Anso Thom

Rural hospitals in SA are facing a serious shortage of doctors this year as a result of delays in registering foreign qualified doctors and the failure to place community service doctors in underserved hospitals.

Many of the foreign qualified doctors who provide essential medical care in remote and rural parts of SA are from the developed world (UK, Europe, Canada, US, Australia and New Zealand) and their training and experience are considered equivalent to that of SA-trained doctors.

They can be registered here without passing extra examinations.

But several rural hospitals are facing the prospect of severe doctor shortages as the “non-exam track” foreign qualified doctors have to wait many months to be registered by the Health Professions Council of SA (HPCSA).

There are increasingly time-consuming bureaucratic requirements, resulting from concerns about bogus doctors.

Madwaleni Hospital, a 180-bed district hospital in the Eastern Cape, has four foreign qualified doctors, three from the Netherlands and one from the UK. They’re willing to work at Madwaleni and have been waiting several months to be registered, despite the hospital not being allocated any community service doctors for this year.

As a result, the hospital has only four doctors, and two senior doctors are leaving next month. Unless they are replaced by senior doctors, the two junior doctors have indicated that would have no option but to leave too.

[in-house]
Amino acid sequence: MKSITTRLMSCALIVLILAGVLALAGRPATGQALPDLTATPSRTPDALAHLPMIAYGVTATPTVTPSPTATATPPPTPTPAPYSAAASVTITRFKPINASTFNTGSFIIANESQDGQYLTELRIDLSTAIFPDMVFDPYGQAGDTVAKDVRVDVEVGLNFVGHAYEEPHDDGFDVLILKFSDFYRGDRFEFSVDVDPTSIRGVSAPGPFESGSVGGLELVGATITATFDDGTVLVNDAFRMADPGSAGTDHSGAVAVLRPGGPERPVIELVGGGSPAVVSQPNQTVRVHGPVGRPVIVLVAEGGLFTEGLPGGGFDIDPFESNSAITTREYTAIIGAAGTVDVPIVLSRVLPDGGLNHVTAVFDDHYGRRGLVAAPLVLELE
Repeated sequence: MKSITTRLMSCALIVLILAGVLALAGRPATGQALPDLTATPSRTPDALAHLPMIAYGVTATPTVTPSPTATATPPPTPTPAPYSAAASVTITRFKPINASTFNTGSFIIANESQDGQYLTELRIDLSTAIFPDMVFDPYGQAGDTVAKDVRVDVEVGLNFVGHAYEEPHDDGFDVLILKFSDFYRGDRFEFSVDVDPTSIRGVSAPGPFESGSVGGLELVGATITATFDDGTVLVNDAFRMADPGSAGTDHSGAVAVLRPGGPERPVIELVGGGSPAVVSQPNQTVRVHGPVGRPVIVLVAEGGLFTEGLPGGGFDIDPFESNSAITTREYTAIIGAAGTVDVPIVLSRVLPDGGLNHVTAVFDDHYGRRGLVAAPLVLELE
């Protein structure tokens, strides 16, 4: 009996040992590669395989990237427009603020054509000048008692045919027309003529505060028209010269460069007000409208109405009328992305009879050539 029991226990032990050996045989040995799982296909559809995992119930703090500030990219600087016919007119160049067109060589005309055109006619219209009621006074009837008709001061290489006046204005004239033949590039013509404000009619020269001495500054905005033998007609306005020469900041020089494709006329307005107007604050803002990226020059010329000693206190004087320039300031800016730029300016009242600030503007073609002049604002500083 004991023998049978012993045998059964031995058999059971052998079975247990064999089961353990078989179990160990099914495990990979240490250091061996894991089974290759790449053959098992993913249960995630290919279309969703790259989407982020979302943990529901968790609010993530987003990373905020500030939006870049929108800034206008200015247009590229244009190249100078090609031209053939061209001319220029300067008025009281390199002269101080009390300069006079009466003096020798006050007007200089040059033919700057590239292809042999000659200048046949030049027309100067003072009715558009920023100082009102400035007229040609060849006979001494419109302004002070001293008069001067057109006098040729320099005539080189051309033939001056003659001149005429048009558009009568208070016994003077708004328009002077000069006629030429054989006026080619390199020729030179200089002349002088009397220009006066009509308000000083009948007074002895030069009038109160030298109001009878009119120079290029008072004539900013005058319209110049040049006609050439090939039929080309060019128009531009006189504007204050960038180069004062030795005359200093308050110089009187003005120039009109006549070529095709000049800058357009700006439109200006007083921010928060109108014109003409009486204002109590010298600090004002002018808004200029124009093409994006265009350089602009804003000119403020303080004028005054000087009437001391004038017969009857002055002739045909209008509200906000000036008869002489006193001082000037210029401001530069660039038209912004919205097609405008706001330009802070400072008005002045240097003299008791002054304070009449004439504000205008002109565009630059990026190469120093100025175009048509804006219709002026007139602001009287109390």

Madwaleni has 14 posts for doctors and, until recently, it had a stable workforce of between eight and 10 doctors. Over the past six years, 18 foreign doctors have contributed years of service to vastly improving the healthcare provided to a deep rural community.

The hospital has seven wards, an outpatients department, and an HIV wellness and antiretroviral unit, which in the past has been held up as a best-practice model.

Marije Versteeg of the Rural Health Advocacy Project said the Madwaleni situation would never have been allowed to happen in an urban hospital, and that even though this was an extreme case, it was not isolated.

She said there was an urgent need for community service doctors to be allocated where the need was greatest – in rural hospitals.

“You have a situation where there are many community service doctors placed in the Eastern Cape urban hospitals, but very few or none in the rural hospitals,” she said.

Versteeg said foreign qualified doctors would go to other parts of the world if the perception was that SA did not want them.

HPCSA acting registrar and chief executive Dr Kgosi Letlape said the delays in registering doctors were due to non-compliance with the HPCSA process by the applicants. Versteeg said putting patient safety and quality of care first was non-negotiable. – Health-e News Service.